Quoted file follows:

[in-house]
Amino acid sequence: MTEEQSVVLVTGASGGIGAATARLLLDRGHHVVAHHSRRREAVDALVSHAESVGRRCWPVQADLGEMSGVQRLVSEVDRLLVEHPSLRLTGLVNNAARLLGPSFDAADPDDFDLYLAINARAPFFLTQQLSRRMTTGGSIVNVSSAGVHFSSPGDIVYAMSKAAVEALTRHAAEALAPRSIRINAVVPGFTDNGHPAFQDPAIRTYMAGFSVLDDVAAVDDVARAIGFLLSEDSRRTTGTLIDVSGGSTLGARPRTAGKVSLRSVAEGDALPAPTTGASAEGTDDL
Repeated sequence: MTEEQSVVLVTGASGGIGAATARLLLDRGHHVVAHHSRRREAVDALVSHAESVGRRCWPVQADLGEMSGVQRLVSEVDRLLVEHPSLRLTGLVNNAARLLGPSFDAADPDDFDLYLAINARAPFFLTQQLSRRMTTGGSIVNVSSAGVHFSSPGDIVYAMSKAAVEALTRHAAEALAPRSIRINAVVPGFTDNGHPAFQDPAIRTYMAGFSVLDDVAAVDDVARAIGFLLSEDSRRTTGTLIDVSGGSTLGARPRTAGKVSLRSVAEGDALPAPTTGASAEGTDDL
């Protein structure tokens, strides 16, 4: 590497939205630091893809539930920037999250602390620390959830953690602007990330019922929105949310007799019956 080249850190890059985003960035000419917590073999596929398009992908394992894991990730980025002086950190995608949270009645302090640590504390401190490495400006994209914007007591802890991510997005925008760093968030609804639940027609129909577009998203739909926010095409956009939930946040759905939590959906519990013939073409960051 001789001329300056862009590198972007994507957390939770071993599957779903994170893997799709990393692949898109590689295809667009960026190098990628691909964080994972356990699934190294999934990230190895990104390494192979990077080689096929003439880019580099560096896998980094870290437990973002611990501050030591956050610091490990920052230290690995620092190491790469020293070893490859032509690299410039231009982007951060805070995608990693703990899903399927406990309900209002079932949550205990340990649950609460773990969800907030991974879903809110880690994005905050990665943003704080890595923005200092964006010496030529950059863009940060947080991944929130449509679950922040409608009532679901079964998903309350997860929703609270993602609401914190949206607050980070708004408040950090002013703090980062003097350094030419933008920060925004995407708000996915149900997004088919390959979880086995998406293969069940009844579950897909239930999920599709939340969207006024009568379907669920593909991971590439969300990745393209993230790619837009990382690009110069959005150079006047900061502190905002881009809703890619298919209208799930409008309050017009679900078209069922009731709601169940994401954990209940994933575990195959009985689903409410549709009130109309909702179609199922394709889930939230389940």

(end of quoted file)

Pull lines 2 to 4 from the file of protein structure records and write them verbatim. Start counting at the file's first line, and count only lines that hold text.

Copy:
Amino acid sequence: MTEEQSVVLVTGASGGIGAATARLLLDRGHHVVAHHSRRREAVDALVSHAESVGRRCWPVQADLGEMSGVQRLVSEVDRLLVEHPSLRLTGLVNNAARLLGPSFDAADPDDFDLYLAINARAPFFLTQQLSRRMTTGGSIVNVSSAGVHFSSPGDIVYAMSKAAVEALTRHAAEALAPRSIRINAVVPGFTDNGHPAFQDPAIRTYMAGFSVLDDVAAVDDVARAIGFLLSEDSRRTTGTLIDVSGGSTLGARPRTAGKVSLRSVAEGDALPAPTTGASAEGTDDL
Repeated sequence: MTEEQSVVLVTGASGGIGAATARLLLDRGHHVVAHHSRRREAVDALVSHAESVGRRCWPVQADLGEMSGVQRLVSEVDRLLVEHPSLRLTGLVNNAARLLGPSFDAADPDDFDLYLAINARAPFFLTQQLSRRMTTGGSIVNVSSAGVHFSSPGDIVYAMSKAAVEALTRHAAEALAPRSIRINAVVPGFTDNGHPAFQDPAIRTYMAGFSVLDDVAAVDDVARAIGFLLSEDSRRTTGTLIDVSGGSTLGARPRTAGKVSLRSVAEGDALPAPTTGASAEGTDDL
């Protein structure tokens, strides 16, 4: 590497939205630091893809539930920037999250602390620390959830953690602007990330019922929105949310007799019956 080249850190890059985003960035000419917590073999596929398009992908394992894991990730980025002086950190995608949270009645302090640590504390401190490495400006994209914007007591802890991510997005925008760093968030609804639940027609129909577009998203739909926010095409956009939930946040759905939590959906519990013939073409960051 001789001329300056862009590198972007994507957390939770071993599957779903994170893997799709990393692949898109590689295809667009960026190098990628691909964080994972356990699934190294999934990230190895990104390494192979990077080689096929003439880019580099560096896998980094870290437990973002611990501050030591956050610091490990920052230290690995620092190491790469020293070893490859032509690299410039231009982007951060805070995608990693703990899903399927406990309900209002079932949550205990340990649950609460773990969800907030991974879903809110880690994005905050990665943003704080890595923005200092964006010496030529950059863009940060947080991944929130449509679950922040409608009532679901079964998903309350997860929703609270993602609401914190949206607050980070708004408040950090002013703090980062003097350094030419933008920060925004995407708000996915149900997004088919390959979880086995998406293969069940009844579950897909239930999920599709939340969207006024009568379907669920593909991971590439969300990745393209993230790619837009990382690009110069959005150079006047900061502190905002881009809703890619298919209208799930409008309050017009679900078209069922009731709601169940994401954990209940994933575990195959009985689903409410549709009130109309909702179609199922394709889930939230389940």